ERIC Number: ED335281
Record Type: RIE
Publication Date: 1991-Mar-22
Reference Count: N/A
Art for the Mentally Retarded: Methodology and Techniques for a Broad Based Approach.
Kelchner, Thomas A.
Many aspects of discipline-based art education (DBAE) can be used with mentally retarded students and the effects of this approach can be exciting and fulfilling for them. Art criticism activities improve mentally retarded students' visual awareness, verbal skills, and ability to think independently. They are able to progress through the steps of art criticism, describe, analyze, interpret, and make judgments. Philosophical questions such as, what is good art, or where should art be shown, also can be addressed. Art history activities can include finding clues to discover which art work is older, using mathematics skills to develop timelines, discussing fashion and other relics depicted in art, and employing other methods of basic historical inquiry. Studio activities should be balanced between two dimensional and three dimensional experiences. A minimal number of objectives should be set for each class period. Lessons should build on concepts taught in the regular classroom and be presented in units to help students learn from repetition. Students should be involved in making choices, solving problems, and talking about art. Teachers should expect and encourage students to succeed as a positive attitude and atmosphere helps build self-esteem. Some artists suitable for individual lessons and units of study include Andy Warhol, Andrew Wyeth, Henri Matisse, and Vincent Van Gogh. (KM)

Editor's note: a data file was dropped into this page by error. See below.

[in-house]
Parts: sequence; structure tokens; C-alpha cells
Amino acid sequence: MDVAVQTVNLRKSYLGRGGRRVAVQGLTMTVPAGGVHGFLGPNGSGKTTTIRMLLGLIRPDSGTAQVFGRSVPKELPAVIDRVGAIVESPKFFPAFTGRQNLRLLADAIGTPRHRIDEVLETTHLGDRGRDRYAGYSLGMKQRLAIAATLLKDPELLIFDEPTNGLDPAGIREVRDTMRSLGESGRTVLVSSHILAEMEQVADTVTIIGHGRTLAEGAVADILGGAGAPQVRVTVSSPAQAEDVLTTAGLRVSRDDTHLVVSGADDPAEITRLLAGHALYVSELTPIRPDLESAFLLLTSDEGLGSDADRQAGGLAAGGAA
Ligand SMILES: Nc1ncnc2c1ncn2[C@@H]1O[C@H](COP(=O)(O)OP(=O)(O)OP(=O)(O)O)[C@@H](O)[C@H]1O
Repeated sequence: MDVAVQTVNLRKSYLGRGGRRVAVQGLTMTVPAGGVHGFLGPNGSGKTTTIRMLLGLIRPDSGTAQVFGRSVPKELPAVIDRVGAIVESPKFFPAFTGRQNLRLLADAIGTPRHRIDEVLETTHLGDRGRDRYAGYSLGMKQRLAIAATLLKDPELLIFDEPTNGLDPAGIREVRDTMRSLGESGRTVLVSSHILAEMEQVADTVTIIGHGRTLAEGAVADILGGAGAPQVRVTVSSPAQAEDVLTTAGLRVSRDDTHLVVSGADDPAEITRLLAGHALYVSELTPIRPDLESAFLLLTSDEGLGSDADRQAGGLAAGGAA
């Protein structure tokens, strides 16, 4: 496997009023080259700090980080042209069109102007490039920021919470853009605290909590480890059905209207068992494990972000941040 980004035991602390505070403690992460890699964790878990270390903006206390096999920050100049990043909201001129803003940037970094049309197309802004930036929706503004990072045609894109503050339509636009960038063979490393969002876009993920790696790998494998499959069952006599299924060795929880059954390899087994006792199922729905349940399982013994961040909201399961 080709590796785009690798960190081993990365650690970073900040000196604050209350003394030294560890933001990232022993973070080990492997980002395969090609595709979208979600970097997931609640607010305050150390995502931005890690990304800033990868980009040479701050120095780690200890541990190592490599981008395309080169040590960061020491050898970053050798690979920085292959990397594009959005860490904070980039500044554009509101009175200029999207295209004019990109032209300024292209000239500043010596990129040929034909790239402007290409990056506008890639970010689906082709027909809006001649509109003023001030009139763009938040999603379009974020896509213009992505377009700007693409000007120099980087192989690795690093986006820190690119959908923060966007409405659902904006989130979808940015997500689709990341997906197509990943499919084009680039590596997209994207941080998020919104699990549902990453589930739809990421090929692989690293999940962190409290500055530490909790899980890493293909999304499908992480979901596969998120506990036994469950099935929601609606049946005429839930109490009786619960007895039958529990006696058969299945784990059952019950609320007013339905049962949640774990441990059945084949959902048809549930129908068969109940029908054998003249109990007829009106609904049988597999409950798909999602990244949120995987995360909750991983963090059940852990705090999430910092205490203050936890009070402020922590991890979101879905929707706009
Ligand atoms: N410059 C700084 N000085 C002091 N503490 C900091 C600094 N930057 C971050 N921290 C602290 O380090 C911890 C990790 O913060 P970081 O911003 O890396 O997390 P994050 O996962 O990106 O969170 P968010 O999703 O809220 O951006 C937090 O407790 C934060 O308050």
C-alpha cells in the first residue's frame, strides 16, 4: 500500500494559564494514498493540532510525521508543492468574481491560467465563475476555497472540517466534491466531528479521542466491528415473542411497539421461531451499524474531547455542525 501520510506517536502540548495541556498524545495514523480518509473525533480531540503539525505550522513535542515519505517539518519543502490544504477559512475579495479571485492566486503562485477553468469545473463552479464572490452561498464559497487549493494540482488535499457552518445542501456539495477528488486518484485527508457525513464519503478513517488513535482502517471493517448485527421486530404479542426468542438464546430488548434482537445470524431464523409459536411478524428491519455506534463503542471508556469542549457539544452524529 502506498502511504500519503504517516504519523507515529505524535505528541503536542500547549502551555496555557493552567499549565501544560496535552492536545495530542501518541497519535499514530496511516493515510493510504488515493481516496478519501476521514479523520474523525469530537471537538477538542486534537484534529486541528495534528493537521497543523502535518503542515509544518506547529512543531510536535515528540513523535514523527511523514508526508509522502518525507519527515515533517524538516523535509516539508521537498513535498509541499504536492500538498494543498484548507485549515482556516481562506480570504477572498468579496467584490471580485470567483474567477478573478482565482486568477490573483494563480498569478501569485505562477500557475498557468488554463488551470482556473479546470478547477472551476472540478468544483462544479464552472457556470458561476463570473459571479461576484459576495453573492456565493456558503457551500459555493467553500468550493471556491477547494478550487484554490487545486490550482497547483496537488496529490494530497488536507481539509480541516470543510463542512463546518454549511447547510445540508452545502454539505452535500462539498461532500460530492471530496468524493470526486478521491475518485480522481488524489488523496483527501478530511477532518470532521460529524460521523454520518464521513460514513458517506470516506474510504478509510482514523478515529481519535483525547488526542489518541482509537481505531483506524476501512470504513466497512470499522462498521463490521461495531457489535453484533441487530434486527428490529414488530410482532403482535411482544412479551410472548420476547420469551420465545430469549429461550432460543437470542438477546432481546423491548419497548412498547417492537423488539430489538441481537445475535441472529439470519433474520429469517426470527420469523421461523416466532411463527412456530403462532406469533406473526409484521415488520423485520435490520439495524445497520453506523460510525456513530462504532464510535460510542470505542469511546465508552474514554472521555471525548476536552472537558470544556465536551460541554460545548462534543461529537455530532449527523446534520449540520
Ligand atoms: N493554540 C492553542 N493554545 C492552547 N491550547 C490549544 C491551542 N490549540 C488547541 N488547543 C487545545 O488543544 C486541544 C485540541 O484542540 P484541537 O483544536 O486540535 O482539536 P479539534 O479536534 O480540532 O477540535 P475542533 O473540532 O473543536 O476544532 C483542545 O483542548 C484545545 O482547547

Publication Type: Speeches/Meeting Papers; Reports - Descriptive
Education Level: N/A
Audience: Teachers; Practitioners
Authoring Institution: N/A
Identifiers: Discipline Based Art Education
Note: Paper presented at the Annual Conference of the National Art Education Association (Atlanta, GA, March 20-24, 1991).